Elton John could’ve easily taken a breather after putting his Farewell Yellow Brick Road retirement tour on pause due to the pandemic. At this point in his career, he has nothing else to prove, musically or otherwise. However, the icon instead was downright busy, emerging from this break with a collection of 16 collaborative tracks, “The Lockdown Sessions,” documenting the last 18 months of activity.
Even for a notorious sonic shapeshifter like John, the album is wildly eclectic, with a editorials24 of duets encompassing metal power ballads, pulsating disco throwbacks, laid-back hip-hop, and brittle pop gems. It’s easy to be cynical about collections like these — or dismiss them as representing a veteran artist looking to stay relevant in the pop marketplace — but John’s open-hearted vocals and sincerity make “The Lockdown Sessions” a charming listen.
To be fair, perhaps this set sounds so refreshed because John did spend the initial part of lockdown, at least, kicking back and relaxing. (In the album’s bio, he revealed he watched “Tiger King” and had epic games of snakes and ladders with his kids.) More saliently, he took a break from being Elton John: Not only was he off the road, but he didn’t touch the stack of Bernie Taupin lyrics that were waiting for him to add musical accompaniment. Instead, John let his calendar fill up with other people’s projects. Among other things, he contributed piano and vocals to Lil Nas X’s vulnerable “One of Me” and Gorillaz’s syrupy “The Pink Phantom,” and performed a stunning one-off cover of Pet Shop Boys’ ‘It’s a Sin” with Years and Years’ Olly Alexander on the Brit Awards (all of which reappear on “Lockdown Sessions.”
John has likened this prolific period to his very early career days in the ’60s, when he was working as a session man for the likes of the Hollies and Tom Jones; for him, hopscotching from artist to artist and genre to genre on the new album wasn’t chaotic, but instead brought welcome familiarity: “I’d come full circle,” he’s said. “I was a session musician again.” So you can understand why John sounds so much more comfortable collaborating with modern artists than many of his peers do.
“The Lockdown Sessions” kicks off with the glacial UK No. 1 single “Cold Heart (Pnau Remix),” a chic disco-pop duet with Dua Lipa that interpolates lyrics from “Rocket Man” and a lesser-known trio of select John catalog songs: 1976’s “Where’s the Shoorah?,” 1983’s “Kiss the Bride” and 1989’s “Sacrifice.” The end result is relentlessly modern, a seamless (and savvy) mashup of eras.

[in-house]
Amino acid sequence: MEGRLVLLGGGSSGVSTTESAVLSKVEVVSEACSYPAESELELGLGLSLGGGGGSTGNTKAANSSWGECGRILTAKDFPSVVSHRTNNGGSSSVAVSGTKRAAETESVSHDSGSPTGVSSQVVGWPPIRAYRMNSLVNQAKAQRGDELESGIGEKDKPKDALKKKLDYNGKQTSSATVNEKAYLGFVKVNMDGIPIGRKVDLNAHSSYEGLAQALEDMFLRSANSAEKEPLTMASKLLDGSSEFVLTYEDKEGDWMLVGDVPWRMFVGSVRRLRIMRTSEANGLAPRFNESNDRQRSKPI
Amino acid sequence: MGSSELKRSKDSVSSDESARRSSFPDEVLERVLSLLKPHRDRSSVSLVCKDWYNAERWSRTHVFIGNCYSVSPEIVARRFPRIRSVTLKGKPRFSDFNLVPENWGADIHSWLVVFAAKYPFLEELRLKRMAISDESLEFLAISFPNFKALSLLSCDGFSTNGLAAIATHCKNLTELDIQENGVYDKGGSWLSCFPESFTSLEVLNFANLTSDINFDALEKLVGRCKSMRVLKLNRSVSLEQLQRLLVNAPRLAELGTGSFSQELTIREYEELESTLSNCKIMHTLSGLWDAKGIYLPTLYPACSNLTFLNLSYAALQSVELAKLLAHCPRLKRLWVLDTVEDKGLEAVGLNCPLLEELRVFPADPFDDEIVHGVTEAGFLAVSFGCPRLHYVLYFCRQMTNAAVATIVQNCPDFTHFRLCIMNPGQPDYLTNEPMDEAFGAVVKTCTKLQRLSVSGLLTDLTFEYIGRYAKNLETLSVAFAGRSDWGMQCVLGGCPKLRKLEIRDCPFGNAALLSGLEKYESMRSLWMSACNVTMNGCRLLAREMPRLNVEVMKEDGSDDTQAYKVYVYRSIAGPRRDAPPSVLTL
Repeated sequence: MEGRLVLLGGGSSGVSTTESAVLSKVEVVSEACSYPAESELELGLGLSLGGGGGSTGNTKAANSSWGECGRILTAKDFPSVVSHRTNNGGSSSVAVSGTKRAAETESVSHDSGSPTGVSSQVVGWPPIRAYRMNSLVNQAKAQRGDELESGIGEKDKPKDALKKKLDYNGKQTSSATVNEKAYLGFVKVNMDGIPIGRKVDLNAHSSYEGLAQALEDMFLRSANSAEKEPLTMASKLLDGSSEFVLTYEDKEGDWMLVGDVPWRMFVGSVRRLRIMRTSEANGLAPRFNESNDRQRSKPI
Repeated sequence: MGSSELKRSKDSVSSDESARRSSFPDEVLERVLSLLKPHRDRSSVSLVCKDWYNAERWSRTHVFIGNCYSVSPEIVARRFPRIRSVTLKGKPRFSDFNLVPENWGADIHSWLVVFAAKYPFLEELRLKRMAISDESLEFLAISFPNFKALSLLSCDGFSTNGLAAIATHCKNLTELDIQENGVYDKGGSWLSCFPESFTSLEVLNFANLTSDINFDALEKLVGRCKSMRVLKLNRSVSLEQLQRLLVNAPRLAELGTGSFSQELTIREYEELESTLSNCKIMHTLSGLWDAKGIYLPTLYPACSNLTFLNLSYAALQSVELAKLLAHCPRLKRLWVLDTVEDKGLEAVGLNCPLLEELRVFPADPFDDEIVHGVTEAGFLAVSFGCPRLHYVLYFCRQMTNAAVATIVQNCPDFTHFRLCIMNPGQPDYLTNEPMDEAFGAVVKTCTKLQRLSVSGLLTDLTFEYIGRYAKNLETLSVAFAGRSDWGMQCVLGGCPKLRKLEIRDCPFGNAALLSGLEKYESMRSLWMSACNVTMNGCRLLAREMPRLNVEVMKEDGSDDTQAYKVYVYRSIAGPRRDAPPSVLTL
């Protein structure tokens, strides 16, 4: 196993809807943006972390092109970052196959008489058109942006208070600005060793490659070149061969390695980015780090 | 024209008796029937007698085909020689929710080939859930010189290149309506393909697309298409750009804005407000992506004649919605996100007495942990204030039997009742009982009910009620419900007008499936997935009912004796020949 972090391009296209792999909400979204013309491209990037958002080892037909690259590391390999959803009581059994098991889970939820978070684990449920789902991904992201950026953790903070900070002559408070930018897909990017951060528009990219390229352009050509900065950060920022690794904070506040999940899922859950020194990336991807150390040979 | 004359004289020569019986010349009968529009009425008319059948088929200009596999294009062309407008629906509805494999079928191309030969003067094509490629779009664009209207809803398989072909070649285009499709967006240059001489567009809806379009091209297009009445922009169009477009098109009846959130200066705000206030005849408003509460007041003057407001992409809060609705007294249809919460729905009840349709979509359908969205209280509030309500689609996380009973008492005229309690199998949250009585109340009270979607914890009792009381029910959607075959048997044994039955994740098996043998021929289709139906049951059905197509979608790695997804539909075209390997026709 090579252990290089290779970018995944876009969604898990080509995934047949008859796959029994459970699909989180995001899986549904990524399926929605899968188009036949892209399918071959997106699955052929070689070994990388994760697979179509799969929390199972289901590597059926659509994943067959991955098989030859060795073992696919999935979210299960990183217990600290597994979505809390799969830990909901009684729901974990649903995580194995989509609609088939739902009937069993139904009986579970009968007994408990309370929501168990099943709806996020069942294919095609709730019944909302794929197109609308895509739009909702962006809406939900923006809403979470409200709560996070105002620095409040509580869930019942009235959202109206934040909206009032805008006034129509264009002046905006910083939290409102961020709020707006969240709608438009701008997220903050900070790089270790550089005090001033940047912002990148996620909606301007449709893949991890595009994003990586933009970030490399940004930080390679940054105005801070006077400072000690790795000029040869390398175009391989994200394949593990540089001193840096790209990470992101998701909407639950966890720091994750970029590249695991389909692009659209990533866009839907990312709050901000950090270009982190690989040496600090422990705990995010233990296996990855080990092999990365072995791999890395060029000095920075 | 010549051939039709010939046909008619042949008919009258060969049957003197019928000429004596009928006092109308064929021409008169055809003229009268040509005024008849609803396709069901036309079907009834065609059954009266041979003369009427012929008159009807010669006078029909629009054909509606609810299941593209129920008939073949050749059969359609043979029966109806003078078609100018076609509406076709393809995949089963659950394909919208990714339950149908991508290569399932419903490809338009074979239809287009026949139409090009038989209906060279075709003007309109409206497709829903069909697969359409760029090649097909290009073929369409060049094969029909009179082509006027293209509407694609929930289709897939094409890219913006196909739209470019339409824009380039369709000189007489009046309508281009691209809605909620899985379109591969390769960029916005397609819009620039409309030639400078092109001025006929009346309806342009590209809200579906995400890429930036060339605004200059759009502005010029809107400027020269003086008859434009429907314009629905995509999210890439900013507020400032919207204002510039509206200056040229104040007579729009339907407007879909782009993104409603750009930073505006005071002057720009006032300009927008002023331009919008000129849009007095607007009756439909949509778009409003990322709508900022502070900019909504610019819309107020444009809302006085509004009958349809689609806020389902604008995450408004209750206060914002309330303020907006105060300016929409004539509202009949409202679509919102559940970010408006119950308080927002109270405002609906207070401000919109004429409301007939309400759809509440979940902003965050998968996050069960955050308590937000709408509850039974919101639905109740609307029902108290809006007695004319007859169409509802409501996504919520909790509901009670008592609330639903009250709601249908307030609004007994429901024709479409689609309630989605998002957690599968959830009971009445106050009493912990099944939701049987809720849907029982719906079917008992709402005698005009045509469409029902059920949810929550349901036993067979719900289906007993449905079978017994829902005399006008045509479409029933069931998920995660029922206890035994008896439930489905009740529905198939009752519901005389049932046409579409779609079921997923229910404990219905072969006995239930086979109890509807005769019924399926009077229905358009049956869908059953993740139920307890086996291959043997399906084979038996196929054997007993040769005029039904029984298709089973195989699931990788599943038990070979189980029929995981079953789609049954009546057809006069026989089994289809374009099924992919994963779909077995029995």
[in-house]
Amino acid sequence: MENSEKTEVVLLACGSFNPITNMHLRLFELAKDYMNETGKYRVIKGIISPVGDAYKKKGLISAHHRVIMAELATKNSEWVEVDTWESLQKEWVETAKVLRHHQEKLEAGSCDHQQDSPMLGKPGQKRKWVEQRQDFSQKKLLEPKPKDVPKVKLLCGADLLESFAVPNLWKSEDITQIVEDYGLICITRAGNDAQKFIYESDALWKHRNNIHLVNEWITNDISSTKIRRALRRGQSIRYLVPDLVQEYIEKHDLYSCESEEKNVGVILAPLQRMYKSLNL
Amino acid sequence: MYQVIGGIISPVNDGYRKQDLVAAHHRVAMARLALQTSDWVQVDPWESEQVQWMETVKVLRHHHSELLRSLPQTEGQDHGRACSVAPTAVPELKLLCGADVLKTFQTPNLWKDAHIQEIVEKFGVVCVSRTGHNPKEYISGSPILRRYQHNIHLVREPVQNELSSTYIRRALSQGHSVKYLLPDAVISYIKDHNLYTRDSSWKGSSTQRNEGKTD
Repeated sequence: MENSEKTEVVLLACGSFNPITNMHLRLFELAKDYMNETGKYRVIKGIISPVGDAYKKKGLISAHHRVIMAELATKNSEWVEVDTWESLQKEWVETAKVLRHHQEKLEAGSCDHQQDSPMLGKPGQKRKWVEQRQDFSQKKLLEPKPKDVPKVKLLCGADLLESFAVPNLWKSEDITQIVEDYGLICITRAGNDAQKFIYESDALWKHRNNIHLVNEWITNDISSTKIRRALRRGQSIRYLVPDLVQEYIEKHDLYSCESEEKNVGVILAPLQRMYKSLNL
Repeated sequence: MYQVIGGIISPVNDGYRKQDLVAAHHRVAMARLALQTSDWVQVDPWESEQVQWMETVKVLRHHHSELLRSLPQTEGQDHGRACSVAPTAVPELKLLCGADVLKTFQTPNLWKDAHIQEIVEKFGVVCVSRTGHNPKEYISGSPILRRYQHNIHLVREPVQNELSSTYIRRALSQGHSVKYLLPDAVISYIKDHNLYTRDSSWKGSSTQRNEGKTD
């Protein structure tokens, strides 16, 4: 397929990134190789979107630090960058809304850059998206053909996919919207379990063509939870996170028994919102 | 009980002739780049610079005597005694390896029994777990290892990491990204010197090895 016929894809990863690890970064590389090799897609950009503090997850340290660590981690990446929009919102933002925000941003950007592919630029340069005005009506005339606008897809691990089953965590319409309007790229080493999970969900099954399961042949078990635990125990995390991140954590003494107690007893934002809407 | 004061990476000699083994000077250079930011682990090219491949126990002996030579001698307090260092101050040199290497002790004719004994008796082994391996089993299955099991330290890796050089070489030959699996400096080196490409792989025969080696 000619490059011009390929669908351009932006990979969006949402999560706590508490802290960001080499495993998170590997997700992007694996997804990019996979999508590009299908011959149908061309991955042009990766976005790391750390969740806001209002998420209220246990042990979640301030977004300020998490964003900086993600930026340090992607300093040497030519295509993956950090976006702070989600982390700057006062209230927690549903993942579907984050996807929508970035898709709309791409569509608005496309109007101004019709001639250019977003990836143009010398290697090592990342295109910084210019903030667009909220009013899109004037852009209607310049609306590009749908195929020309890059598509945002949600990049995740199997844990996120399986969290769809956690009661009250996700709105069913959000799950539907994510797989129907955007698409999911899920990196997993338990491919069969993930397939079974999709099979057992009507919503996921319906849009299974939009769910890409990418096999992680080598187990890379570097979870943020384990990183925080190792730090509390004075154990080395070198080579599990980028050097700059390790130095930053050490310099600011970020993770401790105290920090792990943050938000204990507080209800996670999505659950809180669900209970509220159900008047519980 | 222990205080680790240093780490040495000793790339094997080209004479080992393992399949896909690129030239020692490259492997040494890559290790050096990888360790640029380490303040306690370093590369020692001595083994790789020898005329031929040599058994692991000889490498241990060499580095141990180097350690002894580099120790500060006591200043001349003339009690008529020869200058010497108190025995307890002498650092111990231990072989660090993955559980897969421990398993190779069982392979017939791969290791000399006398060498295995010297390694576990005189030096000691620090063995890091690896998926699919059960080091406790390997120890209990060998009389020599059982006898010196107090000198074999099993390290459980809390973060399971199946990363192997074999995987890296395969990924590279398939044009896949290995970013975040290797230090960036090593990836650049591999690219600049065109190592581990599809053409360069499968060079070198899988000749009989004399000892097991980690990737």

The same retro cool permeates the raucous Eddie Vedder collaboration “E-Ticket,” which gives off rock-heavy, bar-boogie “The Bitch Is Back” vibes, and the ’70s dancefloor buzz of the SG Lewis-featuring “Orbit.” More impressively, John also embraces modern arrangement choices, which emphasize streaming-friendly, concise melodic elements. On “Always Love You,” he cedes the spotlight to rappers Young Thug and Nicki Minaj, content instead to serve up the catchiest (if most bittersweet) vocal hook on the record: “I will always love you / Even when I say I don’t.”
But the album’s highlights occur when John and his creative foils are on more equal footing. This shouldn’t be surprising, as his career has always flourished within a framework of collaboration. There’s his decades-long partnership with Taupin, of course, and the fact that several members of his live band are also long-time associates. Drummer/vocalist Nigel Olsson was part of John’s original touring trio, while guitarist/vocalist Davey Johnstone has been linked with John since 1972’s “Honky Château.”
Brandi Carlile, who’s long been open about John’s influence on her career, sounds warm and engaged on “Simple Things,” a rich, rootsy song tinted by folk and gospel and John imparting some hard-won wisdom: “What you’ll find chasing dreams / Is the finish line recedes / And the riddle stays a riddle.” The heartfelt piano ballad “Chosen Family,” with the British pop star Rina Sawayama, is another standout; it’s an unadorned song about finding your place in the world when you’ve long felt alone: “Hand me a pen and I’ll rewrite the pain / When you’re ready, we’ll turn the page together.” And a pair of duets with younger male artists — the lush, ’80s R&B/pop-inspired “After All” with crooner Charlie Puth, and the bubbly electro-pop song “Beauty in the Bones” with country upstart Jimmie Allen — are compelling vocal showcases for all parties involved.
“The Lockdown Sessions” can sometimes be too eclectic for its own good — less like a John album and more like a mixtape overflowing with too many ideas. On a smoldering cover of Metallica’s “Nothing Else Matters,” Miley Cyrus’ smoky, powerful vocals overshadow the song’s more delicate coda, featuring John’s classical-infused piano intertwined with an elegiac part from cellist Yo-Yo Ma. Surfaces’ “Learn to Fly” is a pleasant if generic bit of twinkling soul-pop.
And it’s more than a little disorienting that “Lockdown Sessions” ends with a new take on Glen Campbell’s Grammy-winning 2014 single “I’m Not Gonna Miss You.” The Alzheimer’s disease-themed song itself is now a reflective duet, with John singing some of the somber lyrics (“I’ve never gonna hold you like I did / Or say, ‘I love you’ to the kids”) originally handled by Campbell, who reappears posthumously here, four years after his death. The rest of the album feels vibrant and urgent, with an undercurrent of joy and exuberance; going out on a somber ballad shared with a deceased country legend who was singing about his slow decline makes for an odd vibe mismatch.
Still, “The Lockdown Sessions” overall is enjoyable, not just as a snapshot of a topsy-turvy time period, but a testament to the ways creativity and personal connection can sustain during darker moments.